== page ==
Life Goes On
Last night I was yelled at by a cab driver. He said my card was denied, that there was no money, and called me a liar, when I said I was certain that it was just a mistake. He refused to run it again, said that running a different card would waste even more of his time than I’d already wasted, yelled at me “What are you do?! Why you call a taxi if you have no money?!”
I stayed calm, repeating “What do you want me to do.” He screamed at me, threatened to call the police.
“Belligerent,” I believe, is the word.
Finally he ran another card, which of course worked. I slammed the door on my way out, and he rolled down his window to say “Attitude! You do not need to have an attitude.”
I staggered to the porch, fell into a plastic chair, and sobbed. What else could I do? How can people be so irrational, so needlessly cruel and harsh?
(Some days I am still little sarah, and it is a Big, Bad world).
But then…then there was my Stephanie P. friend, who rushed over, with hugs. Kind words and the promise of a brighter tomorrow. She had never seen me cry before, but I am not embarrased, and anyways, that’s what friends are for.
Today I made salad with bean sprouts, bloomed simply and magically in Sister Natalie’s kitchen. I like sprouts. I like eating a salad for lunch, and the way the sunlight comes in through my kitchen window. I love the little gifts and tokens of affection that my loved ones give to me, something green, and new. Like a bit of hope.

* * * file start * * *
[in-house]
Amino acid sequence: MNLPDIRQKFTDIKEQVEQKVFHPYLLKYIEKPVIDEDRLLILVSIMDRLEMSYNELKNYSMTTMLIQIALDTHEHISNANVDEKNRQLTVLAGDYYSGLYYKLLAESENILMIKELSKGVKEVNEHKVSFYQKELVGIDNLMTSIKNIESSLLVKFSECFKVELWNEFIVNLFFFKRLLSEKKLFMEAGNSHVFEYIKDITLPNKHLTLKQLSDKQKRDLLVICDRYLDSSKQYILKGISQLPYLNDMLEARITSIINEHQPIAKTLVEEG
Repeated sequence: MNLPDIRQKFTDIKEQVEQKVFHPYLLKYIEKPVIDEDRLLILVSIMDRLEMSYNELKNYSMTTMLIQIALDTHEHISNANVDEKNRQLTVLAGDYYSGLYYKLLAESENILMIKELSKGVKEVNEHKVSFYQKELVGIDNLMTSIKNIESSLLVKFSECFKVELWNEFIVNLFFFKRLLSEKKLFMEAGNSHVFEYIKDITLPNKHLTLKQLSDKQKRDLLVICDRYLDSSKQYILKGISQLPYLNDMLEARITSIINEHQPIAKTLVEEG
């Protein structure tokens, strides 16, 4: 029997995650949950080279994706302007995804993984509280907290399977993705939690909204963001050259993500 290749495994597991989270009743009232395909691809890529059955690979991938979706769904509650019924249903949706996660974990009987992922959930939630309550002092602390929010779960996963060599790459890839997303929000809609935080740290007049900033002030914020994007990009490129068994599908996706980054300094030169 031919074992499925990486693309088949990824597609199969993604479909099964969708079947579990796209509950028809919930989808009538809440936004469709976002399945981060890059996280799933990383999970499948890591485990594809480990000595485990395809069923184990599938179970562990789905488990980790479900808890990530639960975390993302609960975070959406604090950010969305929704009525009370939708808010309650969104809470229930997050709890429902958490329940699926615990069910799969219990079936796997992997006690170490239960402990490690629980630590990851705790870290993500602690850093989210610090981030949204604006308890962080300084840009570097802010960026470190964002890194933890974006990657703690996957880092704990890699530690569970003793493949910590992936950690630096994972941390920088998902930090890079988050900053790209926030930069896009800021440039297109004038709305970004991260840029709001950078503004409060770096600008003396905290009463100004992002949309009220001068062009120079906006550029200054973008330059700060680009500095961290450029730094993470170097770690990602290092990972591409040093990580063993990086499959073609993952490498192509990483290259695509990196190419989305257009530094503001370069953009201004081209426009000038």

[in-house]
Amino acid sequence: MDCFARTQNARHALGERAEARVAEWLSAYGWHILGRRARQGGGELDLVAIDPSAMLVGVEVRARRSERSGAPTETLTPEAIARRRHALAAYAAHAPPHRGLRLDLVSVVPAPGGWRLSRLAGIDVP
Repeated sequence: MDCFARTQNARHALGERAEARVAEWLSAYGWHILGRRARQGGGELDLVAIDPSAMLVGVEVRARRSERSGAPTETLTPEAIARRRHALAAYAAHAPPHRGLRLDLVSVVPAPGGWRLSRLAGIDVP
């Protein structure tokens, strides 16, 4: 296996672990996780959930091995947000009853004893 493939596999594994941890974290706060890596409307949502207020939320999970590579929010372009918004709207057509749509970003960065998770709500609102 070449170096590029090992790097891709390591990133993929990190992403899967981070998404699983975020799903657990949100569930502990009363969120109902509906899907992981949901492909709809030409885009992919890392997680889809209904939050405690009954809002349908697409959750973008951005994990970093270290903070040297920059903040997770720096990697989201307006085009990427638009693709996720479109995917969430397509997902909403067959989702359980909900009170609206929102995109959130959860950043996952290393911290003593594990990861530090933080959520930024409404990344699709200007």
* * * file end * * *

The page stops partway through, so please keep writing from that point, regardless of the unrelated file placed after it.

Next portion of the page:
* * *
A child said, What is the grass? fetching it to me with full hands; How could I answer the child?. . . .I do not know what it is any more than he. I guess it must be the flag of my disposition, out of hopeful green stuff woven. Or I guess it is the handkerchief of the Lord, A scented gift and remembrancer designedly dropped, Bearing the owner's name someway in the corners, that we may see and remark, and say Whose? Or I guess the grass is itself a child. . . .the produced babe of the vegetation. Or I guess it is a uniform hieroglyphic, And it means, Sprouting alike in broad zones and narrow zones, Growing among black folks as among white, Kanuck, Tuckahoe, Congressman, Cuff, I give them the same, I receive them the same. And now it seems to me the beautiful uncut hair of graves. --Walt Whitman, Song of Myself